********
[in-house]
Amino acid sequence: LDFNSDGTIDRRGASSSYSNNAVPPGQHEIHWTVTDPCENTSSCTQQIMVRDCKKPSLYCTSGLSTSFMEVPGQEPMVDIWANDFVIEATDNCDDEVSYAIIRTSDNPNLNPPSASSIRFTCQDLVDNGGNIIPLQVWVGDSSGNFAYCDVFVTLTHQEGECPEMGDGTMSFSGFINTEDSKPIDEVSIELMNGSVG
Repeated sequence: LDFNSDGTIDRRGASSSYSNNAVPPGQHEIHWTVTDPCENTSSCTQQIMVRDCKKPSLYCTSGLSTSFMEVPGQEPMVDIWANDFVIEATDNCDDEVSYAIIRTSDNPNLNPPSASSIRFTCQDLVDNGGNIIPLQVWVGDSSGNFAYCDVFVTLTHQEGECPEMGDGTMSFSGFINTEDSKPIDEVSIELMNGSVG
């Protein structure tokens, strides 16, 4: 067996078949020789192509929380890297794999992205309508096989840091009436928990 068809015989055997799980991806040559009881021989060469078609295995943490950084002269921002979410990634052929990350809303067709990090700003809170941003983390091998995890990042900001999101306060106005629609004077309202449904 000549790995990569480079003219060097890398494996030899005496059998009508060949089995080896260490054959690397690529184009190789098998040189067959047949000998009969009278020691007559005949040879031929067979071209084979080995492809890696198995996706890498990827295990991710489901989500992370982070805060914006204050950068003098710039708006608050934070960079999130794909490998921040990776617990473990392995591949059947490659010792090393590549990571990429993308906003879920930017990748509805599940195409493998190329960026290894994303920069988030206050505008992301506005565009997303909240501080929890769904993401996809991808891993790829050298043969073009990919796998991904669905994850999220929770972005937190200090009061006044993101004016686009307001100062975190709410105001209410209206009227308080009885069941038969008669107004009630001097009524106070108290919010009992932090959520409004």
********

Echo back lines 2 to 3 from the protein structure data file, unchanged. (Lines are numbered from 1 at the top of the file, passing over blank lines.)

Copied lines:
Amino acid sequence: LDFNSDGTIDRRGASSSYSNNAVPPGQHEIHWTVTDPCENTSSCTQQIMVRDCKKPSLYCTSGLSTSFMEVPGQEPMVDIWANDFVIEATDNCDDEVSYAIIRTSDNPNLNPPSASSIRFTCQDLVDNGGNIIPLQVWVGDSSGNFAYCDVFVTLTHQEGECPEMGDGTMSFSGFINTEDSKPIDEVSIELMNGSVG
Repeated sequence: LDFNSDGTIDRRGASSSYSNNAVPPGQHEIHWTVTDPCENTSSCTQQIMVRDCKKPSLYCTSGLSTSFMEVPGQEPMVDIWANDFVIEATDNCDDEVSYAIIRTSDNPNLNPPSASSIRFTCQDLVDNGGNIIPLQVWVGDSSGNFAYCDVFVTLTHQEGECPEMGDGTMSFSGFINTEDSKPIDEVSIELMNGSVG